Another shot this week from the archive photo collection I discovered. This one’s from Festival ’90 – the first on-air fund drive in our current (then brand-spanking-new) building in the Research Triangle Park. Pictured is former UNC-TV staffer Audrey Kates Bailey and a bevy of hardworking phone operators. Maybe you called in to make a pledge during this fundraiser. Maybe you were one of the many volunteers who helped make it a success. Regardless, it’s a fond memory for those of us who were part of it.
Do you know what this is? Seriously, I’m asking because I wasn’t sure. It’s been out back behind our station for years, possibly decades, and I’ve always regarded it as a piece of equipment that serves a function yet what function that was escaped me.
It looks like a huge satellite dish and that’s what it is essentially. I asked one our veteran engineers for the scoop and here’s what he said:
It is used to bring feeds from non-PBS satellite. We have a 6.1 M antenna and a 5.5 M antenna that are the primary receiving antennas for non-PBS feeds. The “backyard” 3.7 M antenna is supplemental and has a limited view of satellite arc but it has been used in the past especially during election coverage.
So there you have it. Still slightly more tech-speak than I’m used to or capable of understanding (trust me – UNC-TV engineers are working on a completely different level than those of us who work in programming) but I get the basics. We have towers and dishes and all sorts of sending and receiving apparatus around here (after all it is a television station) so you can be certain any piece of equipment with which you are unfamiliar does indeed serve a vital purpose.
UNC-TV creates hundreds of hours of original programming a year and much of it needs to be edited into the final product you would see on your television. That equates to thousands of hours of raw footage and B roll that must be seen in order to create that final product.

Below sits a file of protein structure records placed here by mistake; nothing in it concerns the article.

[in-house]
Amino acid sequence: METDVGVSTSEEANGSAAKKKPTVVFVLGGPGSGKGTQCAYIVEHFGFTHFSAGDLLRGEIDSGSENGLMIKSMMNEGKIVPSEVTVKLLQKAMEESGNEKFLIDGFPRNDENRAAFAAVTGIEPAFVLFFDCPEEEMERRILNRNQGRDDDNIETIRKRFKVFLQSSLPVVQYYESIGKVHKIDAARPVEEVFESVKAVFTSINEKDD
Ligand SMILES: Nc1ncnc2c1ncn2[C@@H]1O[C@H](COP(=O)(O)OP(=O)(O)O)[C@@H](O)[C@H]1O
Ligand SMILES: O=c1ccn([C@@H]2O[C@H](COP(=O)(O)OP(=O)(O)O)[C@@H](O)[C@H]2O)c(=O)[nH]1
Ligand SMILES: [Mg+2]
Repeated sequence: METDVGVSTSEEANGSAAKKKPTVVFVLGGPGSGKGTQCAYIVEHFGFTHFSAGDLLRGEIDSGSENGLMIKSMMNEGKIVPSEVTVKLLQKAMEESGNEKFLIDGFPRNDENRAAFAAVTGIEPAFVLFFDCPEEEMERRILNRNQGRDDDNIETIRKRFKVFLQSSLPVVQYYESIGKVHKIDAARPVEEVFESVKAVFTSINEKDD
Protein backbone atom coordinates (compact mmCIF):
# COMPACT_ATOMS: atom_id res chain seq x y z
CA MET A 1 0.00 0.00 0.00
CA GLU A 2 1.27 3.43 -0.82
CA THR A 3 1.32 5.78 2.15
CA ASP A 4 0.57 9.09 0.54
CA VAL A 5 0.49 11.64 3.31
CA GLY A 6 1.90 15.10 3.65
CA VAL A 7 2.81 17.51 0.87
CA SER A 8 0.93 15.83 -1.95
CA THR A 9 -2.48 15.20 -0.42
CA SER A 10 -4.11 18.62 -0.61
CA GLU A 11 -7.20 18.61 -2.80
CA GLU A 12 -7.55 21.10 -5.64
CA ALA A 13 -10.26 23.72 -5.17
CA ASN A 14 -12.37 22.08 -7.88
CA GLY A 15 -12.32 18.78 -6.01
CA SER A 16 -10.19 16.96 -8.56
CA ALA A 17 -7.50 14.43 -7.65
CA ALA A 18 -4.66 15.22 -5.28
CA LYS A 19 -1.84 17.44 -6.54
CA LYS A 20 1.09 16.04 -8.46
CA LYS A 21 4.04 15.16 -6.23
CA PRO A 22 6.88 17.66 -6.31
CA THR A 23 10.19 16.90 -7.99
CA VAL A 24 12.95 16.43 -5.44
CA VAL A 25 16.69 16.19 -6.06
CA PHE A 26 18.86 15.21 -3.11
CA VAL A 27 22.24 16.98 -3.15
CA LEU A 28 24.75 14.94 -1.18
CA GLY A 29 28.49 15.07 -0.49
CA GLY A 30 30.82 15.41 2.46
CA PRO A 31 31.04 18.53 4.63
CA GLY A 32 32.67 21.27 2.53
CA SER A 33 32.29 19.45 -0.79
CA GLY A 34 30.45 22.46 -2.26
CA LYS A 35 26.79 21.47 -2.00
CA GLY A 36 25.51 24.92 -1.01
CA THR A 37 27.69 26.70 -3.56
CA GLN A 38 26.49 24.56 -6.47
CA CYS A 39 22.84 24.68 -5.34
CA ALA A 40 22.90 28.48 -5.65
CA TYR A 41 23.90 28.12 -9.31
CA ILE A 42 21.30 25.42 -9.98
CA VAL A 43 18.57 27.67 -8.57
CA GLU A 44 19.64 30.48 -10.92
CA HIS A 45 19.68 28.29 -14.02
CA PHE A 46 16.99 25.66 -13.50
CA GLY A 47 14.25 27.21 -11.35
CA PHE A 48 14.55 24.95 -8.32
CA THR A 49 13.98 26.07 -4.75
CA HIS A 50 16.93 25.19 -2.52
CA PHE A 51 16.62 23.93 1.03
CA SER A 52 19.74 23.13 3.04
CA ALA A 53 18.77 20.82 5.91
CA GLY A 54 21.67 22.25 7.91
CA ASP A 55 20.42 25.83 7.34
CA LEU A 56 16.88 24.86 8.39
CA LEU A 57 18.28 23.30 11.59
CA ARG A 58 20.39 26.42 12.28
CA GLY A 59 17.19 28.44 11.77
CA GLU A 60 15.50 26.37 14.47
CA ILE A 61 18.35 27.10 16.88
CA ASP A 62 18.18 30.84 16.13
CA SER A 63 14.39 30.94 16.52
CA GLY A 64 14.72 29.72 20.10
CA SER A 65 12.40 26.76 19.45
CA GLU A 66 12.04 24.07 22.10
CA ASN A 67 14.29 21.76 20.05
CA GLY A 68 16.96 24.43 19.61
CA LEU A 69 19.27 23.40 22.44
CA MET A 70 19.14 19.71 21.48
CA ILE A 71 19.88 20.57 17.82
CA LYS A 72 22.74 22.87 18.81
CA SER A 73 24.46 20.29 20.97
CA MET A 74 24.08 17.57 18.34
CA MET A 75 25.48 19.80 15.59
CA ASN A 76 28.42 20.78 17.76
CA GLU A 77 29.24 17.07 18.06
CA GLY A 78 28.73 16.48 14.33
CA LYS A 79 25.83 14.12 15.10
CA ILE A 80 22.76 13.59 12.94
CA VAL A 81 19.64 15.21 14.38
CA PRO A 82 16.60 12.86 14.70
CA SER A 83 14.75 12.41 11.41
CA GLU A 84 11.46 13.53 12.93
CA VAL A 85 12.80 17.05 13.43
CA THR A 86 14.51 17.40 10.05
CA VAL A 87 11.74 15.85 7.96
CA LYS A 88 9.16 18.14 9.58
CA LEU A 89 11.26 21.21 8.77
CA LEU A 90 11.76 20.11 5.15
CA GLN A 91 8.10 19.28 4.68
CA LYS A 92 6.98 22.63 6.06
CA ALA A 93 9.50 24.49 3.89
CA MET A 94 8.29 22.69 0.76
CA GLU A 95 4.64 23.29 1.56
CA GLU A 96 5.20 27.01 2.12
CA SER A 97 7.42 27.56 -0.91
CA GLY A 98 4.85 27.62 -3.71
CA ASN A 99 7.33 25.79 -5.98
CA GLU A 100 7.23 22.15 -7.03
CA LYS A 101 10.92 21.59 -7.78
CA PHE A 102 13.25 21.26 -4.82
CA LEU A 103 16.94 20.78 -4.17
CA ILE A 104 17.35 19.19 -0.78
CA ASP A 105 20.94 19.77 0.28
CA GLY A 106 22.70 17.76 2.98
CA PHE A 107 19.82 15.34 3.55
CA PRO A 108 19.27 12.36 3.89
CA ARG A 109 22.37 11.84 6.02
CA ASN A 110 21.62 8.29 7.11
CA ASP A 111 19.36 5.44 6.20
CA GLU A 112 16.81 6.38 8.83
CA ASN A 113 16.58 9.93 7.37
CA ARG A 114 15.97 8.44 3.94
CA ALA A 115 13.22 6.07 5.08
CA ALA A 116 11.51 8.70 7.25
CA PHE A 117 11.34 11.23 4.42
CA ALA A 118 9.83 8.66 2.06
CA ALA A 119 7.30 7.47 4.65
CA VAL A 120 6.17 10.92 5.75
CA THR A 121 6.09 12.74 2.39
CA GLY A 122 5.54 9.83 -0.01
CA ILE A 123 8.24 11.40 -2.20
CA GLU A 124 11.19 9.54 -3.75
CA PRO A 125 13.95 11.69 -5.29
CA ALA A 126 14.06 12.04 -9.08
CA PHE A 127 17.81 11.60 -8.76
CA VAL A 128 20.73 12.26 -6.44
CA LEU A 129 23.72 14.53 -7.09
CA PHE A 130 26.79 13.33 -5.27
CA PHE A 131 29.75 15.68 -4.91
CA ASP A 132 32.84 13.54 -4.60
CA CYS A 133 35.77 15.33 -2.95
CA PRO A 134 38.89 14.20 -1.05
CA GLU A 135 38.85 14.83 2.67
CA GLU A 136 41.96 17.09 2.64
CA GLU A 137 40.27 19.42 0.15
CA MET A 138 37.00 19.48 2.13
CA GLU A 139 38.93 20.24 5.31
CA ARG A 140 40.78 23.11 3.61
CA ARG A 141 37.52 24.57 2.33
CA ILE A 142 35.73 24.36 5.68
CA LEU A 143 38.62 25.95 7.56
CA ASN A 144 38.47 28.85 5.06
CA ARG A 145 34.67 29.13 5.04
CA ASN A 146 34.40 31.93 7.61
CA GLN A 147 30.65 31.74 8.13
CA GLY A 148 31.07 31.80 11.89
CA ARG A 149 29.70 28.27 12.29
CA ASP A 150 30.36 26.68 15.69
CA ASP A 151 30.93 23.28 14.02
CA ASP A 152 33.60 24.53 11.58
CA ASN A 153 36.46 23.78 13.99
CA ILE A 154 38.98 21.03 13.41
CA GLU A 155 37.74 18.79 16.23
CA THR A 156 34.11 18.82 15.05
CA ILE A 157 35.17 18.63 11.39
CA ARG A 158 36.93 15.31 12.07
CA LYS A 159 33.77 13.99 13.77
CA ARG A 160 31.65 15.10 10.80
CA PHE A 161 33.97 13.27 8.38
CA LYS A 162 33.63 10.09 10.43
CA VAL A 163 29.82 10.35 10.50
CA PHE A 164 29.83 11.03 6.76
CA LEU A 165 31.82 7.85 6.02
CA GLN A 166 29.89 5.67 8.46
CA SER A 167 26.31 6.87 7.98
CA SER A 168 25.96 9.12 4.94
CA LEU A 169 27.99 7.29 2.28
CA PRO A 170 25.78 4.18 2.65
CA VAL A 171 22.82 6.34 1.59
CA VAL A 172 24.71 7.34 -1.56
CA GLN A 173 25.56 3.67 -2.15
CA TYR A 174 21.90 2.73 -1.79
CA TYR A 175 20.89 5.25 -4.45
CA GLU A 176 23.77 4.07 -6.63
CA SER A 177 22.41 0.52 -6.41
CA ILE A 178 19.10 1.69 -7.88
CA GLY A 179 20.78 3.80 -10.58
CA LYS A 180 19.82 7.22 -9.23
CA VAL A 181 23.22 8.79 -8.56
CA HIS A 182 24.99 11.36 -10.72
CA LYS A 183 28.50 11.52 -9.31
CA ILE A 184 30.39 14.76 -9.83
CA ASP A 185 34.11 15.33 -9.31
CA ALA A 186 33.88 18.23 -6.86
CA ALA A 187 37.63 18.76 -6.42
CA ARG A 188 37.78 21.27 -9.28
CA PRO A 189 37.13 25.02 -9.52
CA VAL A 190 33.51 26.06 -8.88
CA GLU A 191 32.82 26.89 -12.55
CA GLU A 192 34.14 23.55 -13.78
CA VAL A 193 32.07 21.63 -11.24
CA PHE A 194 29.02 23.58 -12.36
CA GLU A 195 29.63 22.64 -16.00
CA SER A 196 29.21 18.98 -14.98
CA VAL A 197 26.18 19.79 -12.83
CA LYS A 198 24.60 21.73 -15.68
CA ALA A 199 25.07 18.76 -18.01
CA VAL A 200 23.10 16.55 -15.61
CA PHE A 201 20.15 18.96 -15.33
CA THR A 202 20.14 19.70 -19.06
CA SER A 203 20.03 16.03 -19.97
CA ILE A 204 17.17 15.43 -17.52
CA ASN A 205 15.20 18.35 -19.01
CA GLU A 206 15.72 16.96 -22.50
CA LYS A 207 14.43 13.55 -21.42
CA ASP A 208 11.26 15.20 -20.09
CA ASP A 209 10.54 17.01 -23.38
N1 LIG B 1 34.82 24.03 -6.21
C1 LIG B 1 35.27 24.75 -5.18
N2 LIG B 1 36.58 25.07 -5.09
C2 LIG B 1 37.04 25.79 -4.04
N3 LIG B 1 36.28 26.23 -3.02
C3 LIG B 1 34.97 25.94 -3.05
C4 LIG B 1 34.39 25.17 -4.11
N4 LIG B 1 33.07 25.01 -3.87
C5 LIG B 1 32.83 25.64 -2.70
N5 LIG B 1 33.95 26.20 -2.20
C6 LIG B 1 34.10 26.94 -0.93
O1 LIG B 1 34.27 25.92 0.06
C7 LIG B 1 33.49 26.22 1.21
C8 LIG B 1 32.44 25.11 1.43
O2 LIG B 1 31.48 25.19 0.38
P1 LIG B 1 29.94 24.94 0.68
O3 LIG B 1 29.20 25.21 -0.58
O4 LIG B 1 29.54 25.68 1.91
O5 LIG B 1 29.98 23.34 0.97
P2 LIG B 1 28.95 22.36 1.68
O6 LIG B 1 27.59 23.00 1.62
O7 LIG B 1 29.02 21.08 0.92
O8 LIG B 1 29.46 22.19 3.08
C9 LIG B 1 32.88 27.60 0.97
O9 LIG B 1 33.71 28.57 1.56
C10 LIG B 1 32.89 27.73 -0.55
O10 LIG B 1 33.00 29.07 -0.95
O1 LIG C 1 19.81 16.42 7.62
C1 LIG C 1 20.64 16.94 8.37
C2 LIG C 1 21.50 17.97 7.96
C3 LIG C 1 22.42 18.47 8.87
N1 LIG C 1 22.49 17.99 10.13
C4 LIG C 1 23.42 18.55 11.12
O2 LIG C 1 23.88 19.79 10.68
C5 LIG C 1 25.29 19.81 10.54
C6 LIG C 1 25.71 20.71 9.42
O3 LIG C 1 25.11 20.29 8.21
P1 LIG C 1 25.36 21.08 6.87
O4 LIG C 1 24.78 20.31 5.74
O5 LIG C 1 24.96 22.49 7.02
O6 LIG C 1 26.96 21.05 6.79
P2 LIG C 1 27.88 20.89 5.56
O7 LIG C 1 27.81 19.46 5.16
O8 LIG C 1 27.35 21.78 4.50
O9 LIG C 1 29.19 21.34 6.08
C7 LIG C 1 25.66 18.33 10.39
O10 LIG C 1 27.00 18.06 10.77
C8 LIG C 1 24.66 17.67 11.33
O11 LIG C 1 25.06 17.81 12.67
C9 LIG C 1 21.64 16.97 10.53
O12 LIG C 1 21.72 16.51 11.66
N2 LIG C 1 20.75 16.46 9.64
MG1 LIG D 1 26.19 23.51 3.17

Nowadays, most of the material is digital and can be viewed from an office PC, laptop or similar device. In years past, it might be on any manner of videotape that could require a special tape deck or playback machine to watch. Thus screening rooms were set up where producers, directors, talent and other personnel could view raw footage or the perhaps a final edited product.
FYI: since the advent of digital, these screening rooms are virtually unused and most have been converted into audio booths or coopted as storage space or something else entirely. What’s in this one? Can’t tell you – the door is locked.
A quick snap this week of some fridge magnets featuring old UNC-TV brands.
Just For Kids has been a part of our children’s programming since the 1990s but it will soon be phased out for our 24/7 Kids Channel brand, Rootle. And longtime viewers may recall the name North Carolina Public Television (NCPT). It’s what UNC-TV was called between the UNC Center For Public Television days and the current label.